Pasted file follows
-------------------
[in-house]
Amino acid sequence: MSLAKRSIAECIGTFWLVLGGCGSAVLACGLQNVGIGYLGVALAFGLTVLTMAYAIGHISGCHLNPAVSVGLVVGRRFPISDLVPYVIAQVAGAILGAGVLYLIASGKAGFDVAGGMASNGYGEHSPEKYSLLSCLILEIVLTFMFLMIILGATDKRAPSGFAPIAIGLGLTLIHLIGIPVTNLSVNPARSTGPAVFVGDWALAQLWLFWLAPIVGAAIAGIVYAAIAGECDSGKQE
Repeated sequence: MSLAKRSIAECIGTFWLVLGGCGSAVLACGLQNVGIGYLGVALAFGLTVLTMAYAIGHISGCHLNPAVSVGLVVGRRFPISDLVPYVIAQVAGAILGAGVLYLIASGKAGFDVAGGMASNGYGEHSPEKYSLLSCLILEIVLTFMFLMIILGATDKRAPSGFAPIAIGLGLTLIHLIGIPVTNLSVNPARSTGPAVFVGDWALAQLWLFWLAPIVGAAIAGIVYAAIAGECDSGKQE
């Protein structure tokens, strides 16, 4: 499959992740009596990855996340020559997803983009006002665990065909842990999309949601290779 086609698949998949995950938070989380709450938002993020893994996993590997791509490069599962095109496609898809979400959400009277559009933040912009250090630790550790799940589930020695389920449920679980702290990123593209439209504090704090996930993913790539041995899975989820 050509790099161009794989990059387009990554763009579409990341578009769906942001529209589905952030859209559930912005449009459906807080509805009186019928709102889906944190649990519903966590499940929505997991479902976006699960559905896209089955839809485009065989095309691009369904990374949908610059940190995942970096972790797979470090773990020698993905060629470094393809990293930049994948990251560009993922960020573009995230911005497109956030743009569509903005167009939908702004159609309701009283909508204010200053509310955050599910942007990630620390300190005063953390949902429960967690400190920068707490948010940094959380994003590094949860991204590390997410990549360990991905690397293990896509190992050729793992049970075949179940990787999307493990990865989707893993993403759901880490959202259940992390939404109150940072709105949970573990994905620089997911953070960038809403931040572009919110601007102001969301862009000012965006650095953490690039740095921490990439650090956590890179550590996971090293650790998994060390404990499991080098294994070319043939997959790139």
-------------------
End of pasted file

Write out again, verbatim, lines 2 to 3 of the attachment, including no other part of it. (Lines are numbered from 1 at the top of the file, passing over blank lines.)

Amino acid sequence: MSLAKRSIAECIGTFWLVLGGCGSAVLACGLQNVGIGYLGVALAFGLTVLTMAYAIGHISGCHLNPAVSVGLVVGRRFPISDLVPYVIAQVAGAILGAGVLYLIASGKAGFDVAGGMASNGYGEHSPEKYSLLSCLILEIVLTFMFLMIILGATDKRAPSGFAPIAIGLGLTLIHLIGIPVTNLSVNPARSTGPAVFVGDWALAQLWLFWLAPIVGAAIAGIVYAAIAGECDSGKQE
Repeated sequence: MSLAKRSIAECIGTFWLVLGGCGSAVLACGLQNVGIGYLGVALAFGLTVLTMAYAIGHISGCHLNPAVSVGLVVGRRFPISDLVPYVIAQVAGAILGAGVLYLIASGKAGFDVAGGMASNGYGEHSPEKYSLLSCLILEIVLTFMFLMIILGATDKRAPSGFAPIAIGLGLTLIHLIGIPVTNLSVNPARSTGPAVFVGDWALAQLWLFWLAPIVGAAIAGIVYAAIAGECDSGKQE